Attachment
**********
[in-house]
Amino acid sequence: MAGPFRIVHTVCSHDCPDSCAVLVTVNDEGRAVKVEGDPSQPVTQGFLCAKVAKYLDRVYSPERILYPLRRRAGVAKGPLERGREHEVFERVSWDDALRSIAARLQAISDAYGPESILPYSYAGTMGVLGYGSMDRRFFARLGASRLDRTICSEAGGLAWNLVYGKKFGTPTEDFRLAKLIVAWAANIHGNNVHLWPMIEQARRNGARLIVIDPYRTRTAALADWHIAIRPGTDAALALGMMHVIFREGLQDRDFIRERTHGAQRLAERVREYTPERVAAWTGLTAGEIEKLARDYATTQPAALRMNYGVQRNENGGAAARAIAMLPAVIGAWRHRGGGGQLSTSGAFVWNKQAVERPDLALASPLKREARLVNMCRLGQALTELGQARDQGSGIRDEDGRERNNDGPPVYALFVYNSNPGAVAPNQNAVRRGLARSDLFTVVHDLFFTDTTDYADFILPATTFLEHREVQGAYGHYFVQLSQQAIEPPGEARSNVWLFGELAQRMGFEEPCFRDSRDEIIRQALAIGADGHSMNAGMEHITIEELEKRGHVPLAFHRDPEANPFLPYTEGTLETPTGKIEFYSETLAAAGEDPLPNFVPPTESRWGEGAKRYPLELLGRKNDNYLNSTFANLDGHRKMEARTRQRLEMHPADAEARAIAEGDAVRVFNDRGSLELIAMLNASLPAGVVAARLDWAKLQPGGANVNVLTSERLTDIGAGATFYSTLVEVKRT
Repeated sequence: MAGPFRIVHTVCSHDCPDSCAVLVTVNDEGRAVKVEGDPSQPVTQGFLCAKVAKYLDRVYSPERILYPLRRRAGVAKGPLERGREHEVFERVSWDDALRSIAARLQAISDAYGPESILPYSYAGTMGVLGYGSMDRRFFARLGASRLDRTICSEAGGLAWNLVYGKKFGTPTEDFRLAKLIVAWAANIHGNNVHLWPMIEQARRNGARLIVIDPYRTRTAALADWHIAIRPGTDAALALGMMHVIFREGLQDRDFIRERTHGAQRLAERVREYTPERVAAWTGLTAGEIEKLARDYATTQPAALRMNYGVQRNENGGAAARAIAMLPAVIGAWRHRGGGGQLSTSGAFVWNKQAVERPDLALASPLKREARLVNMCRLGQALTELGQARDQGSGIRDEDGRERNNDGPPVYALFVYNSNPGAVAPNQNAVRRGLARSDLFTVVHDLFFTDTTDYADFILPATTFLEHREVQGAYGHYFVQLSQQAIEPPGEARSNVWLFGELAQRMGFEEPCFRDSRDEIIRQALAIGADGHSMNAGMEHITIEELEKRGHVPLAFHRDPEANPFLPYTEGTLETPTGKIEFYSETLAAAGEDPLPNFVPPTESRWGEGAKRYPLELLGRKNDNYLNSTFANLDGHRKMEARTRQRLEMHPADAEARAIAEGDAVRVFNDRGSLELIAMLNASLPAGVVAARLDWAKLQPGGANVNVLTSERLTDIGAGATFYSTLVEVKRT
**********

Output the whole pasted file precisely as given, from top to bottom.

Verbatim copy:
[in-house]
Amino acid sequence: MAGPFRIVHTVCSHDCPDSCAVLVTVNDEGRAVKVEGDPSQPVTQGFLCAKVAKYLDRVYSPERILYPLRRRAGVAKGPLERGREHEVFERVSWDDALRSIAARLQAISDAYGPESILPYSYAGTMGVLGYGSMDRRFFARLGASRLDRTICSEAGGLAWNLVYGKKFGTPTEDFRLAKLIVAWAANIHGNNVHLWPMIEQARRNGARLIVIDPYRTRTAALADWHIAIRPGTDAALALGMMHVIFREGLQDRDFIRERTHGAQRLAERVREYTPERVAAWTGLTAGEIEKLARDYATTQPAALRMNYGVQRNENGGAAARAIAMLPAVIGAWRHRGGGGQLSTSGAFVWNKQAVERPDLALASPLKREARLVNMCRLGQALTELGQARDQGSGIRDEDGRERNNDGPPVYALFVYNSNPGAVAPNQNAVRRGLARSDLFTVVHDLFFTDTTDYADFILPATTFLEHREVQGAYGHYFVQLSQQAIEPPGEARSNVWLFGELAQRMGFEEPCFRDSRDEIIRQALAIGADGHSMNAGMEHITIEELEKRGHVPLAFHRDPEANPFLPYTEGTLETPTGKIEFYSETLAAAGEDPLPNFVPPTESRWGEGAKRYPLELLGRKNDNYLNSTFANLDGHRKMEARTRQRLEMHPADAEARAIAEGDAVRVFNDRGSLELIAMLNASLPAGVVAARLDWAKLQPGGANVNVLTSERLTDIGAGATFYSTLVEVKRT
Repeated sequence: MAGPFRIVHTVCSHDCPDSCAVLVTVNDEGRAVKVEGDPSQPVTQGFLCAKVAKYLDRVYSPERILYPLRRRAGVAKGPLERGREHEVFERVSWDDALRSIAARLQAISDAYGPESILPYSYAGTMGVLGYGSMDRRFFARLGASRLDRTICSEAGGLAWNLVYGKKFGTPTEDFRLAKLIVAWAANIHGNNVHLWPMIEQARRNGARLIVIDPYRTRTAALADWHIAIRPGTDAALALGMMHVIFREGLQDRDFIRERTHGAQRLAERVREYTPERVAAWTGLTAGEIEKLARDYATTQPAALRMNYGVQRNENGGAAARAIAMLPAVIGAWRHRGGGGQLSTSGAFVWNKQAVERPDLALASPLKREARLVNMCRLGQALTELGQARDQGSGIRDEDGRERNNDGPPVYALFVYNSNPGAVAPNQNAVRRGLARSDLFTVVHDLFFTDTTDYADFILPATTFLEHREVQGAYGHYFVQLSQQAIEPPGEARSNVWLFGELAQRMGFEEPCFRDSRDEIIRQALAIGADGHSMNAGMEHITIEELEKRGHVPLAFHRDPEANPFLPYTEGTLETPTGKIEFYSETLAAAGEDPLPNFVPPTESRWGEGAKRYPLELLGRKNDNYLNSTFANLDGHRKMEARTRQRLEMHPADAEARAIAEGDAVRVFNDRGSLELIAMLNASLPAGVVAARLDWAKLQPGGANVNVLTSERLTDIGAGATFYSTLVEVKRT